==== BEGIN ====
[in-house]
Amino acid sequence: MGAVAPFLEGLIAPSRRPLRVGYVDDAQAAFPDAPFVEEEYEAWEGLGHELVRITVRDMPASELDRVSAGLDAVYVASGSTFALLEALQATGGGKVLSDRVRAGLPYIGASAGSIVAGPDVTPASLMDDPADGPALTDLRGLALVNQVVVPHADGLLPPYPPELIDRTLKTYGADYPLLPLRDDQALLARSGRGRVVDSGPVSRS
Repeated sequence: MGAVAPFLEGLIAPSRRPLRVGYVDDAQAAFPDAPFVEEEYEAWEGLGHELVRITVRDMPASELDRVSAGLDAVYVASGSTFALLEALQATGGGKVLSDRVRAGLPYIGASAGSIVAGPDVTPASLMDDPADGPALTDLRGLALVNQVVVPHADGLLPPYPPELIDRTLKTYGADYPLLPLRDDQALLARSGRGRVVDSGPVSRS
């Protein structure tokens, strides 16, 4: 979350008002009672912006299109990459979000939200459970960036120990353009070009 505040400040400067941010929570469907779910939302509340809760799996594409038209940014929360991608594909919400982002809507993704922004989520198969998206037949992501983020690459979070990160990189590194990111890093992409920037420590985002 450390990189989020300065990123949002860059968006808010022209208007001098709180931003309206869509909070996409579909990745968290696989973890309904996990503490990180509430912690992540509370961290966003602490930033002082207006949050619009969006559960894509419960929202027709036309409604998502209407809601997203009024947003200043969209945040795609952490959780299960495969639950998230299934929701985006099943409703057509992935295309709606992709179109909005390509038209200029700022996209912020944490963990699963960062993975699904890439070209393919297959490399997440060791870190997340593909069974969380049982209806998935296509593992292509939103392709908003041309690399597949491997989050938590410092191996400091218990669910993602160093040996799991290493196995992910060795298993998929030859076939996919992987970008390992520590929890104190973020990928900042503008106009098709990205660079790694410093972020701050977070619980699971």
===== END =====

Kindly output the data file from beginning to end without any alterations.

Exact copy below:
[in-house]
Amino acid sequence: MGAVAPFLEGLIAPSRRPLRVGYVDDAQAAFPDAPFVEEEYEAWEGLGHELVRITVRDMPASELDRVSAGLDAVYVASGSTFALLEALQATGGGKVLSDRVRAGLPYIGASAGSIVAGPDVTPASLMDDPADGPALTDLRGLALVNQVVVPHADGLLPPYPPELIDRTLKTYGADYPLLPLRDDQALLARSGRGRVVDSGPVSRS
Repeated sequence: MGAVAPFLEGLIAPSRRPLRVGYVDDAQAAFPDAPFVEEEYEAWEGLGHELVRITVRDMPASELDRVSAGLDAVYVASGSTFALLEALQATGGGKVLSDRVRAGLPYIGASAGSIVAGPDVTPASLMDDPADGPALTDLRGLALVNQVVVPHADGLLPPYPPELIDRTLKTYGADYPLLPLRDDQALLARSGRGRVVDSGPVSRS
């Protein structure tokens, strides 16, 4: 979350008002009672912006299109990459979000939200459970960036120990353009070009 505040400040400067941010929570469907779910939302509340809760799996594409038209940014929360991608594909919400982002809507993704922004989520198969998206037949992501983020690459979070990160990189590194990111890093992409920037420590985002 450390990189989020300065990123949002860059968006808010022209208007001098709180931003309206869509909070996409579909990745968290696989973890309904996990503490990180509430912690992540509370961290966003602490930033002082207006949050619009969006559960894509419960929202027709036309409604998502209407809601997203009024947003200043969209945040795609952490959780299960495969639950998230299934929701985006099943409703057509992935295309709606992709179109909005390509038209200029700022996209912020944490963990699963960062993975699904890439070209393919297959490399997440060791870190997340593909069974969380049982209806998935296509593992292509939103392709908003041309690399597949491997989050938590410092191996400091218990669910993602160093040996799991290493196995992910060795298993998929030859076939996919992987970008390992520590929890104190973020990928900042503008106009098709990205660079790694410093972020701050977070619980699971």